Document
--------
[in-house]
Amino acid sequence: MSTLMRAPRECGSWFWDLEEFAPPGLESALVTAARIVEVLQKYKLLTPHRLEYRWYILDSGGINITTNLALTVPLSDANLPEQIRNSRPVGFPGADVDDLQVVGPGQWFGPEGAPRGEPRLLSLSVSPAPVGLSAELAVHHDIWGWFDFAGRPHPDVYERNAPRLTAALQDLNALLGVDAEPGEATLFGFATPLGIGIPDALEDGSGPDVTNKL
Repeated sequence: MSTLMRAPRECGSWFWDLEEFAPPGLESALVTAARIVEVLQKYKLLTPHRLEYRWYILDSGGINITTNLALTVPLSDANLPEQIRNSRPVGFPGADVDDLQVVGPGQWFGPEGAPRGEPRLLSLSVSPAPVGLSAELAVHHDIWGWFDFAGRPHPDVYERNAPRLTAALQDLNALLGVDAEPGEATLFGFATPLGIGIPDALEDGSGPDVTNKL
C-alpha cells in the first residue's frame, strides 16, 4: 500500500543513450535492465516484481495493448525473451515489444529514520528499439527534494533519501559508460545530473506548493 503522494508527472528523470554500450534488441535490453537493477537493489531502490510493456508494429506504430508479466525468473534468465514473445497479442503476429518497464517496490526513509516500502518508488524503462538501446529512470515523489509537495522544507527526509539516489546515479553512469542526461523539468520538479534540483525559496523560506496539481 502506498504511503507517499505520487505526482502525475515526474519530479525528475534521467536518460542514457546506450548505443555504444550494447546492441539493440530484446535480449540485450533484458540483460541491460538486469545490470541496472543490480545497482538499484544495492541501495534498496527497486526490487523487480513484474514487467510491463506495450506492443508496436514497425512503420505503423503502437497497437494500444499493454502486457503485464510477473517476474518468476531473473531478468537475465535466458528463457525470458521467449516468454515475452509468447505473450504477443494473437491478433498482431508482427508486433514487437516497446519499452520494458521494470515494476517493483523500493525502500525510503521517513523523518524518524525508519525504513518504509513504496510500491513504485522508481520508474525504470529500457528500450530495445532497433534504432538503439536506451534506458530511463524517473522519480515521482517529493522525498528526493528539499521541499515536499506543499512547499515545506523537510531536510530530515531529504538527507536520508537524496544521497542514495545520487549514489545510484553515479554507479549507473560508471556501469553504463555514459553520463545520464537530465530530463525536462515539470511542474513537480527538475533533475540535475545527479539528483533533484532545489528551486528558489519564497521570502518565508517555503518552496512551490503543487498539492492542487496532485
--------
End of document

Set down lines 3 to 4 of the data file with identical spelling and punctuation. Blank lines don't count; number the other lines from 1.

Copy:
Repeated sequence: MSTLMRAPRECGSWFWDLEEFAPPGLESALVTAARIVEVLQKYKLLTPHRLEYRWYILDSGGINITTNLALTVPLSDANLPEQIRNSRPVGFPGADVDDLQVVGPGQWFGPEGAPRGEPRLLSLSVSPAPVGLSAELAVHHDIWGWFDFAGRPHPDVYERNAPRLTAALQDLNALLGVDAEPGEATLFGFATPLGIGIPDALEDGSGPDVTNKL
C-alpha cells in the first residue's frame, strides 16, 4: 500500500543513450535492465516484481495493448525473451515489444529514520528499439527534494533519501559508460545530473506548493 503522494508527472528523470554500450534488441535490453537493477537493489531502490510493456508494429506504430508479466525468473534468465514473445497479442503476429518497464517496490526513509516500502518508488524503462538501446529512470515523489509537495522544507527526509539516489546515479553512469542526461523539468520538479534540483525559496523560506496539481 502506498504511503507517499505520487505526482502525475515526474519530479525528475534521467536518460542514457546506450548505443555504444550494447546492441539493440530484446535480449540485450533484458540483460541491460538486469545490470541496472543490480545497482538499484544495492541501495534498496527497486526490487523487480513484474514487467510491463506495450506492443508496436514497425512503420505503423503502437497497437494500444499493454502486457503485464510477473517476474518468476531473473531478468537475465535466458528463457525470458521467449516468454515475452509468447505473450504477443494473437491478433498482431508482427508486433514487437516497446519499452520494458521494470515494476517493483523500493525502500525510503521517513523523518524518524525508519525504513518504509513504496510500491513504485522508481520508474525504470529500457528500450530495445532497433534504432538503439536506451534506458530511463524517473522519480515521482517529493522525498528526493528539499521541499515536499506543499512547499515545506523537510531536510530530515531529504538527507536520508537524496544521497542514495545520487549514489545510484553515479554507479549507473560508471556501469553504463555514459553520463545520464537530465530530463525536462515539470511542474513537480527538475533533475540535475545527479539528483533533484532545489528551486528558489519564497521570502518565508517555503518552496512551490503543487498539492492542487496532485